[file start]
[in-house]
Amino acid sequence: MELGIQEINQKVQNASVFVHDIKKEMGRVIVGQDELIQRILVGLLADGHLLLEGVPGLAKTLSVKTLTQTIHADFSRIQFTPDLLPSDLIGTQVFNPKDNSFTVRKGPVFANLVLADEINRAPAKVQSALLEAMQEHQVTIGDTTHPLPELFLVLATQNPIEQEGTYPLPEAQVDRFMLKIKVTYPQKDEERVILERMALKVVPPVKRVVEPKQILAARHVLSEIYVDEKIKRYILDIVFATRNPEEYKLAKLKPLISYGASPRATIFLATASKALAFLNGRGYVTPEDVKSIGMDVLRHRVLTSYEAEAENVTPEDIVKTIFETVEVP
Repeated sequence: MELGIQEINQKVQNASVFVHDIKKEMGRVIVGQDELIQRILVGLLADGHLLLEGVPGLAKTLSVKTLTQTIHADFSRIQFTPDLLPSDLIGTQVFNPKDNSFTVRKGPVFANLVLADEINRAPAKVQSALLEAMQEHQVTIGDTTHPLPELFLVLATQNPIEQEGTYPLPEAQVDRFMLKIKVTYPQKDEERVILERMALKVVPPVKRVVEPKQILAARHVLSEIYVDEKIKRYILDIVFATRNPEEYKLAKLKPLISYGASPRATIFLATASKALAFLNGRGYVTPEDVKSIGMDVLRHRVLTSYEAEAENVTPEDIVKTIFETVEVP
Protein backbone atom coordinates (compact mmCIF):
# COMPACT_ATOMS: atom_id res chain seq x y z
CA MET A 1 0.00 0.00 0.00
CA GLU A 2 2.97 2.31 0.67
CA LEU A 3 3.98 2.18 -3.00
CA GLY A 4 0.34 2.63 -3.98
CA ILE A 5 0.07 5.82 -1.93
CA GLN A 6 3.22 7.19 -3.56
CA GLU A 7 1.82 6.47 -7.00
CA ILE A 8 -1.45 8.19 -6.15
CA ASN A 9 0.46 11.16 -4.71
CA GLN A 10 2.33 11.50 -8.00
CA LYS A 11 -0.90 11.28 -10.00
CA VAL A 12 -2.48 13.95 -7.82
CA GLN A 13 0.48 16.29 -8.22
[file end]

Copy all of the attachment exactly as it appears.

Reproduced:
[in-house]
Amino acid sequence: MELGIQEINQKVQNASVFVHDIKKEMGRVIVGQDELIQRILVGLLADGHLLLEGVPGLAKTLSVKTLTQTIHADFSRIQFTPDLLPSDLIGTQVFNPKDNSFTVRKGPVFANLVLADEINRAPAKVQSALLEAMQEHQVTIGDTTHPLPELFLVLATQNPIEQEGTYPLPEAQVDRFMLKIKVTYPQKDEERVILERMALKVVPPVKRVVEPKQILAARHVLSEIYVDEKIKRYILDIVFATRNPEEYKLAKLKPLISYGASPRATIFLATASKALAFLNGRGYVTPEDVKSIGMDVLRHRVLTSYEAEAENVTPEDIVKTIFETVEVP
Repeated sequence: MELGIQEINQKVQNASVFVHDIKKEMGRVIVGQDELIQRILVGLLADGHLLLEGVPGLAKTLSVKTLTQTIHADFSRIQFTPDLLPSDLIGTQVFNPKDNSFTVRKGPVFANLVLADEINRAPAKVQSALLEAMQEHQVTIGDTTHPLPELFLVLATQNPIEQEGTYPLPEAQVDRFMLKIKVTYPQKDEERVILERMALKVVPPVKRVVEPKQILAARHVLSEIYVDEKIKRYILDIVFATRNPEEYKLAKLKPLISYGASPRATIFLATASKALAFLNGRGYVTPEDVKSIGMDVLRHRVLTSYEAEAENVTPEDIVKTIFETVEVP
Protein backbone atom coordinates (compact mmCIF):
# COMPACT_ATOMS: atom_id res chain seq x y z
CA MET A 1 0.00 0.00 0.00
CA GLU A 2 2.97 2.31 0.67
CA LEU A 3 3.98 2.18 -3.00
CA GLY A 4 0.34 2.63 -3.98
CA ILE A 5 0.07 5.82 -1.93
CA GLN A 6 3.22 7.19 -3.56
CA GLU A 7 1.82 6.47 -7.00
CA ILE A 8 -1.45 8.19 -6.15
CA ASN A 9 0.46 11.16 -4.71
CA GLN A 10 2.33 11.50 -8.00
CA LYS A 11 -0.90 11.28 -10.00
CA VAL A 12 -2.48 13.95 -7.82
CA GLN A 13 0.48 16.29 -8.22